Maybe you don’t keep them all, but if you’re telling the public your goal is to compete, you try to keep the core together. Of all the remnants the Mets received in return, only AJ Ramos – projected in a set-up reliever role – figure to make the 2018 roster.

Turner, for spiteful reasons, brought nothing from the Dodgers. He’s an All-Star who could win the NL batting title this year. Murphy, of course, walked because they wouldn’t spend the money.

Hell, that’s the case with all of them.

The Mets threw good money after bad with trading for and extending Walker when they could have kept Murphy.

Duda, well he was only keeping the seat warm for Dominic Smith. Reed could have been extended when Jeurys Familia was first suspended, then injured. Bruce was signed as a hedge in case the Mets didn’t re-sign Yoenis Cespedes, who, so far, has turned out to be a bust.

Cespedes has been a health and hustling concern each of the past two years. Having Bruce’s 29 homers would be needed next season.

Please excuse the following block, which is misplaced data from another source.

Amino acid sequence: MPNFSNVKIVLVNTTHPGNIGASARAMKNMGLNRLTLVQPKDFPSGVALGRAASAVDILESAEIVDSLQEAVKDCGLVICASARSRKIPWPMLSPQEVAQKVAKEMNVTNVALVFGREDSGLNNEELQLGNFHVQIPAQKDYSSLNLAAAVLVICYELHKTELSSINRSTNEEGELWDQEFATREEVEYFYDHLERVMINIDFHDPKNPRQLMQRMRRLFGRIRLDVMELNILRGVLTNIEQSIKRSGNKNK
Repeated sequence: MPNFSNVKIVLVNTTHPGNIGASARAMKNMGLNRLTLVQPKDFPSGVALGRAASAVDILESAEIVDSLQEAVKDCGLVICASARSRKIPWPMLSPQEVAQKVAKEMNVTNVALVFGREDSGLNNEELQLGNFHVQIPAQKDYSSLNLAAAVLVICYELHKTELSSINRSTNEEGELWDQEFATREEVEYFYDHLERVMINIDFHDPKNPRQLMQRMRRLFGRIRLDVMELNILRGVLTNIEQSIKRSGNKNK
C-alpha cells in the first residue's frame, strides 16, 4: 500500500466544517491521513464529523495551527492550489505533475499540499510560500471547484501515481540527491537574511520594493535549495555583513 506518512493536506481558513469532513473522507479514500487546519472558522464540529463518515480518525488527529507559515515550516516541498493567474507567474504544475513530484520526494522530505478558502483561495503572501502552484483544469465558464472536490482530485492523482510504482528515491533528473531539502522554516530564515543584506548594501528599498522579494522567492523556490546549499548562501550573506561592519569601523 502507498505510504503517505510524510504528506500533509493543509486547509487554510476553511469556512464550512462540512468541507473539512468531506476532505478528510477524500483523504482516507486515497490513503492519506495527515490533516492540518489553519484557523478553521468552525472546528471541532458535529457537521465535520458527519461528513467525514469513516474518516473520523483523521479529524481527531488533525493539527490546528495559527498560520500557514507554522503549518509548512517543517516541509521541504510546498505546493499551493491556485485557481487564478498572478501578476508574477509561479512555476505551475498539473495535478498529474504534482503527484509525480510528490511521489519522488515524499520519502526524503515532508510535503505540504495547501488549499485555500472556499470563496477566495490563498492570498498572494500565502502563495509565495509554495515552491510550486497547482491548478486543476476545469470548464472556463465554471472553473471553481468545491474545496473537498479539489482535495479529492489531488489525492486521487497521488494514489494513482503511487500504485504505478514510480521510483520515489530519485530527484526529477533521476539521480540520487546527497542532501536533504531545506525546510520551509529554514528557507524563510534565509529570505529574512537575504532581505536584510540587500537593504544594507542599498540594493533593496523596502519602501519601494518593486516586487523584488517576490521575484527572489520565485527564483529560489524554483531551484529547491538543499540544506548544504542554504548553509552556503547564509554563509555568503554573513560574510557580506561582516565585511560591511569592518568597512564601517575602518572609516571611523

And, still, Alderson tells us he expects the Mets to compete next year. That is, if the three of the core rotation that is on the disabled list return healthy next year, and a fourth – Steven Matz – rights himself.

Ex-Mets Granderson and Turner could meet ex-Met Murphy or ex-Met Rivera, who was claimed on waivers by the Cubs, in the NLCS for the right to possibly meet ex-Mets Bruce or Reed in the World Series.

As it is now, the Mets have only Jacob deGrom from that vaunted rotation. What can you count on from Noah Syndergaard, Matt Harvey, Zack Wheeler and Matz? Remember, that rotation has yet to pitch in turn since 2013.

Their best player is Michael Conforto, but they don’t have a set position for him. Smith and Amed Rosario are promising questions. They refuse to play Wilmer Flores full time and Wright can’t be counted on.